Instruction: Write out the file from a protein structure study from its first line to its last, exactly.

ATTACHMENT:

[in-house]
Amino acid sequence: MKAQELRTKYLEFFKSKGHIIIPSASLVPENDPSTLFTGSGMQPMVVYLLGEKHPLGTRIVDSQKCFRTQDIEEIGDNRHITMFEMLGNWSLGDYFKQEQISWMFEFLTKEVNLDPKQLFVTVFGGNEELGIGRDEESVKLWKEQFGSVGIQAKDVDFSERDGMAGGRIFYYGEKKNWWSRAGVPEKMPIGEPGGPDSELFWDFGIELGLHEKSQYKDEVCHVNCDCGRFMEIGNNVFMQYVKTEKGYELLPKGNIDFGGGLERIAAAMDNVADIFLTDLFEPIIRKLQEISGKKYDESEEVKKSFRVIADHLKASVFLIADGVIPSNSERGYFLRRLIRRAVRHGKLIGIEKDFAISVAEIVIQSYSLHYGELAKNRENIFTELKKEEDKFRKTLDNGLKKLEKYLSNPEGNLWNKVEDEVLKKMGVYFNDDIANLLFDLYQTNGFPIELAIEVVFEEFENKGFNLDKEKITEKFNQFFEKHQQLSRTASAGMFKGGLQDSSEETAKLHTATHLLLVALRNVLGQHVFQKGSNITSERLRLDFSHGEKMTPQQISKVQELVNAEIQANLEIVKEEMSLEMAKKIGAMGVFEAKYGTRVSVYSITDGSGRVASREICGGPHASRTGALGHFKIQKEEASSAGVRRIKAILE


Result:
[in-house]
Amino acid sequence: MKAQELRTKYLEFFKSKGHIIIPSASLVPENDPSTLFTGSGMQPMVVYLLGEKHPLGTRIVDSQKCFRTQDIEEIGDNRHITMFEMLGNWSLGDYFKQEQISWMFEFLTKEVNLDPKQLFVTVFGGNEELGIGRDEESVKLWKEQFGSVGIQAKDVDFSERDGMAGGRIFYYGEKKNWWSRAGVPEKMPIGEPGGPDSELFWDFGIELGLHEKSQYKDEVCHVNCDCGRFMEIGNNVFMQYVKTEKGYELLPKGNIDFGGGLERIAAAMDNVADIFLTDLFEPIIRKLQEISGKKYDESEEVKKSFRVIADHLKASVFLIADGVIPSNSERGYFLRRLIRRAVRHGKLIGIEKDFAISVAEIVIQSYSLHYGELAKNRENIFTELKKEEDKFRKTLDNGLKKLEKYLSNPEGNLWNKVEDEVLKKMGVYFNDDIANLLFDLYQTNGFPIELAIEVVFEEFENKGFNLDKEKITEKFNQFFEKHQQLSRTASAGMFKGGLQDSSEETAKLHTATHLLLVALRNVLGQHVFQKGSNITSERLRLDFSHGEKMTPQQISKVQELVNAEIQANLEIVKEEMSLEMAKKIGAMGVFEAKYGTRVSVYSITDGSGRVASREICGGPHASRTGALGHFKIQKEEASSAGVRRIKAILE